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February 2019

Social media fuel fear of vaccination side effects

Fear of side effects has been found to be the main reason why parents choose not to vaccinate their children, according to a new survey by the Royal Society for Public Health.

As reported in Practice Nurse last month, uptake for the MMR vaccine in particular has fallen to around 88%, well below the WHO target of 95% needed to confer herd protection. Currently a number of European countries are experiencing large measles outbreaks, and imported infections are considered a ‘very real threat’.

Social media is blamed for spreading negative messages about vaccination, especially for parents: two out of five parents said they were often or sometimes exposed to negative messages, rising to one in two parents of children under five years.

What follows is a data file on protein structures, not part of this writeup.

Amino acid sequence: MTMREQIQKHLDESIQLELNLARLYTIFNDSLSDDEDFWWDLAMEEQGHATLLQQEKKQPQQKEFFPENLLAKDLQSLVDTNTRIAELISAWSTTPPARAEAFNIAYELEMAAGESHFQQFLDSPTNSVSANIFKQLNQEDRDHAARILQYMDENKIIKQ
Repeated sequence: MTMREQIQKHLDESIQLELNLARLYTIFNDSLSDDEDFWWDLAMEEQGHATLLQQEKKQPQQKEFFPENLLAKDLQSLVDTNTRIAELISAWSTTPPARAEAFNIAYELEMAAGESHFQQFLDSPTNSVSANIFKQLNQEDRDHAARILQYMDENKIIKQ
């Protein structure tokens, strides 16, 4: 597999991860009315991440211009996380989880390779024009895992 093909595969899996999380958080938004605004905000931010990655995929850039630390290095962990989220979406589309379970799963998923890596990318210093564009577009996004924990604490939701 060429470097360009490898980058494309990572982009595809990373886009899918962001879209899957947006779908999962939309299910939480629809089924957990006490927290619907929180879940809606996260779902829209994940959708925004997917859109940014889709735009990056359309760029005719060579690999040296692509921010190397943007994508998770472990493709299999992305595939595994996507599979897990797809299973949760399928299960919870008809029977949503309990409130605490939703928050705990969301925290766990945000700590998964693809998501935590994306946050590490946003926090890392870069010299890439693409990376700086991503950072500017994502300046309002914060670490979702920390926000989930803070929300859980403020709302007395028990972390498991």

The discredited study by Andrew Wakefield in 1998, which claimed a link between MMR vaccination and autism, continues to have a powerful influence, the RSPH says, particularly after US President Donald Trump repeated anti-vaxxer claims on Twitter. The US has seen a decline in vaccination coverage and a corresponding increase in communicable diseases for the first time in a century.

Over a quarter of people (28%) believe, incorrectly, that ‘you can have too many vaccinations’, and understanding of the concept of herd protection was low.

Uptake of the flu vaccination was negatively impacted by reports that it was ineffective. The RSPH says concerns ‘are not baseless’ but the media did not give a balanced picture of the effectiveness of the vaccine.

The RSPH is calling for increased efforts to limit health misinformation online and via social media, especially by social media platforms themselves. And the Society says responsibility of the Press to share factual information about vaccines should be enforced.

RSPH. Moving the needle. Promoting vaccination uptake across the life course, 2018